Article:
I wasn’t sure what to expect from this, but I ended up loving this when I had finished. Veselka is a gorgeous writer, with a slight stream of consciousness style that never feels forced. It’s more like she’s just writing everything she sees and feels down in a rush and it’s almost breath-taking.
The novel is set in a stark future that doesn’t seem far off, with talk of a war (it’s really never said exactly where the war is or who is fighting it or why). Bombs go off everywhere. And Della is a newly graduated paleontologist who has just defended her dissertation and doesn’t know where to go from here. The book focuses on the hippie lifestyle (totally lentilcentral), queer politics, transcendentalism, and anarchy.
Maybe I related to Della so much because I’m nearing the end of my graduate school career, and even though I’m applying for jobs, I still feel a little lost and unsure. We’re surrounded by so many realities, but it is hard to choose just one. We want to do something admirable, something revolutionary, something that will change the way things are, but we don’t know where to begin or even what to do. It all sounds kind of hopeless, but I promise it’s not… there seems to be a spark of optimism in Della, even when she’s at her lowest as though she doesn’t want to believe this is really it.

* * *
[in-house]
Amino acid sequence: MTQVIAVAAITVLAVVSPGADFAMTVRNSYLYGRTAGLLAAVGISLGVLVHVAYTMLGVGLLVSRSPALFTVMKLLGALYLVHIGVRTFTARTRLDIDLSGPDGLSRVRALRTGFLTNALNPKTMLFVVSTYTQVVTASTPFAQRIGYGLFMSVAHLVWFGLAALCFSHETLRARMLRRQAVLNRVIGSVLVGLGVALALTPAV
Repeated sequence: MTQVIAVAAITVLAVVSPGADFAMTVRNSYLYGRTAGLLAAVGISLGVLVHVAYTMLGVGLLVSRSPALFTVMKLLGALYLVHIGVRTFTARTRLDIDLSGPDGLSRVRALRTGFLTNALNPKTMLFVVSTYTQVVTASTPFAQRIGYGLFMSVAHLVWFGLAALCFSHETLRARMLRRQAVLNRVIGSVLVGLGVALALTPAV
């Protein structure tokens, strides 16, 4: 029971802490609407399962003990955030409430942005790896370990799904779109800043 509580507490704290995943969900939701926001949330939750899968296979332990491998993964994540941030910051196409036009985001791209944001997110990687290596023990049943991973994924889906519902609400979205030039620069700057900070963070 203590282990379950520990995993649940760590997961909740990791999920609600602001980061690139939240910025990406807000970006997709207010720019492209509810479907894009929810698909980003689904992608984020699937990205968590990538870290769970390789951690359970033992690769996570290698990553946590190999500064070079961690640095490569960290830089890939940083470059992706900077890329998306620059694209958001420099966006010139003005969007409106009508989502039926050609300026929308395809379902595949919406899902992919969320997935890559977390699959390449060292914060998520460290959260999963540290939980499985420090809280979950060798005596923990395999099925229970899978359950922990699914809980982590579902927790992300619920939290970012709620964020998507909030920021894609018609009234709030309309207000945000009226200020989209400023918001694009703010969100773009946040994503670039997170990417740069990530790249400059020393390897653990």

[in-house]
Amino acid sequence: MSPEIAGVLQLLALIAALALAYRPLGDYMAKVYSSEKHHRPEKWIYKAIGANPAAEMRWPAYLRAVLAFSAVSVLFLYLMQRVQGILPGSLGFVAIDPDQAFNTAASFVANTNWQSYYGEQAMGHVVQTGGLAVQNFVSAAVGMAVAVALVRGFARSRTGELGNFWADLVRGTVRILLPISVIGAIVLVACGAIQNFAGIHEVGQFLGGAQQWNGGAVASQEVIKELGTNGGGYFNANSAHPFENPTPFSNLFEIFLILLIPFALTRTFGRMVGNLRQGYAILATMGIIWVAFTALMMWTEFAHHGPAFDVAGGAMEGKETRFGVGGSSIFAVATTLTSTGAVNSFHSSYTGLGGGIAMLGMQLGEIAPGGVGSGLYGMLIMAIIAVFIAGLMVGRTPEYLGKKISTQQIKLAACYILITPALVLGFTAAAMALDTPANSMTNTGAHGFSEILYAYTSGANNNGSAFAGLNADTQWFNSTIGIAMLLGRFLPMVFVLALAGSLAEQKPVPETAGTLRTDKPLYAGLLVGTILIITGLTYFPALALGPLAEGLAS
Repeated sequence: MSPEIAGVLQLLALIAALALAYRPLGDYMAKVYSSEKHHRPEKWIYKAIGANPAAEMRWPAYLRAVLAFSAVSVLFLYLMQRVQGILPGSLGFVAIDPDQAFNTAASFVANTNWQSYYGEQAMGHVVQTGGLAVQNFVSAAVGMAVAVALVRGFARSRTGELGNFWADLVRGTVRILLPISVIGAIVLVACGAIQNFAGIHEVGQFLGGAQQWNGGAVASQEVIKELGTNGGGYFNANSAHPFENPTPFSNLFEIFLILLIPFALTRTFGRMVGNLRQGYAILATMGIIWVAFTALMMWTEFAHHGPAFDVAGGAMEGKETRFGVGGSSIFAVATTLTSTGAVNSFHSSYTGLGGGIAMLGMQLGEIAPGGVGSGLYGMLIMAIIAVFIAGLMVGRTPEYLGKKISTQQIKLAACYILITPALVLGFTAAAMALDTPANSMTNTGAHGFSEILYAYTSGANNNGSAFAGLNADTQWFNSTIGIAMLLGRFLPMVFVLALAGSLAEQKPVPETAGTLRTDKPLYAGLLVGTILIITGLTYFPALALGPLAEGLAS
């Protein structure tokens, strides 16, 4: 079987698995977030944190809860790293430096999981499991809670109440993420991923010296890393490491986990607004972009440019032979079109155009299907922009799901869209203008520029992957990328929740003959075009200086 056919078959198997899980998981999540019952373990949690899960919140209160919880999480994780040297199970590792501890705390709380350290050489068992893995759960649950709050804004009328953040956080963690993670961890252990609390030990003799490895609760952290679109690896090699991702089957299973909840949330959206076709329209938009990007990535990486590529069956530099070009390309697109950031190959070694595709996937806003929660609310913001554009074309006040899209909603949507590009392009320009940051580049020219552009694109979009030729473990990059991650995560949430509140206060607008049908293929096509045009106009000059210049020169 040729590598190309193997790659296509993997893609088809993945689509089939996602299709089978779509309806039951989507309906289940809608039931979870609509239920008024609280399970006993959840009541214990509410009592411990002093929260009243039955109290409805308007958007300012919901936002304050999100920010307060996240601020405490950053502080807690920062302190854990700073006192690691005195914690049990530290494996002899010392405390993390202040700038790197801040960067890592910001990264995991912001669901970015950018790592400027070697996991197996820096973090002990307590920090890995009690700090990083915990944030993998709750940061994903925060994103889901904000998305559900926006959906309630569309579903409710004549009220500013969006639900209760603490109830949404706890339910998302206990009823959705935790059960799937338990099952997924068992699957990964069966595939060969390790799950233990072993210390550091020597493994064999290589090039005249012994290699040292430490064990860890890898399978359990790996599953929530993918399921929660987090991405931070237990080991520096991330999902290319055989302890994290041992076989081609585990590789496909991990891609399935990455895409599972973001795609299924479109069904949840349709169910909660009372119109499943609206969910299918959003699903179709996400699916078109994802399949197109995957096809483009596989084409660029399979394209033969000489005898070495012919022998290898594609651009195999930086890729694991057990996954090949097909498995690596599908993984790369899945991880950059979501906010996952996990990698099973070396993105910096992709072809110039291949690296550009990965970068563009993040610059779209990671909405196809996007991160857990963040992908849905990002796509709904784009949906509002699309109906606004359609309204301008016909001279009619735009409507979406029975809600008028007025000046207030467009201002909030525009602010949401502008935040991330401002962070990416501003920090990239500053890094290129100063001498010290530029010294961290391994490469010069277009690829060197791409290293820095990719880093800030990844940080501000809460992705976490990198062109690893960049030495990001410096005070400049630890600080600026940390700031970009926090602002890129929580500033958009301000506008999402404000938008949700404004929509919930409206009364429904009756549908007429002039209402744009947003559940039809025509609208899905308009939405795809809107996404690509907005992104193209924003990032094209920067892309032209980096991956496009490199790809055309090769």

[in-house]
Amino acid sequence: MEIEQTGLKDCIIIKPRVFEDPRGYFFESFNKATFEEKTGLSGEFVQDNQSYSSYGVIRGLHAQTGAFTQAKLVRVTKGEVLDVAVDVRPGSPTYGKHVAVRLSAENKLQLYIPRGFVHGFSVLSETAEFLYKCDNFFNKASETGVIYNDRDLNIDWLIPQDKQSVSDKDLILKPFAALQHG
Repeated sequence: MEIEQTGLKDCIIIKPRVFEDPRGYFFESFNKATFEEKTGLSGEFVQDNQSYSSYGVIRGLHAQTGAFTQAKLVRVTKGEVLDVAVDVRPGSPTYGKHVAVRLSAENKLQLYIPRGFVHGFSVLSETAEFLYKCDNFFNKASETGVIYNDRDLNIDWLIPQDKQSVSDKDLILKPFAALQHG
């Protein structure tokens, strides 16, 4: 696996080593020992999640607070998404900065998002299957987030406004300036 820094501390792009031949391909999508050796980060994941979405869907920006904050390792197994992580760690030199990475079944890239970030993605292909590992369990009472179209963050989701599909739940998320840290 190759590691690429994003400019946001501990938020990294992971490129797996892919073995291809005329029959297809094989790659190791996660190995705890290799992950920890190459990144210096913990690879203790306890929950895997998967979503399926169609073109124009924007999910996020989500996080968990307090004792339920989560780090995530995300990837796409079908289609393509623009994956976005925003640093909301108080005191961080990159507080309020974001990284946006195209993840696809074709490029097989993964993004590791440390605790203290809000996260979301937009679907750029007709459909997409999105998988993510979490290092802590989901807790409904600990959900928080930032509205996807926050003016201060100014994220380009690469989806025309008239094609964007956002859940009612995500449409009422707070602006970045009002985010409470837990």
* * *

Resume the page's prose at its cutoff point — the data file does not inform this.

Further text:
When she does try to change things, she learns a lot about herself. She calls in bomb threats, but one day the threats come true. Della figures out what’s going on, but her priorities become threatened and she must choose.
My favorite part of the novel is in the acknowledgments, which sums up the book perfectly: the author writes of her daughter who has “lost many evenings of my attention […] Once, when [my daughter] Violet was five, she asked me about Della and what she was like. I said Della was afraid that the world was full of sadness and that everything beautiful just got hurt. Violet looked at me for a second then said, “Yeah, but Della’s wrong”“.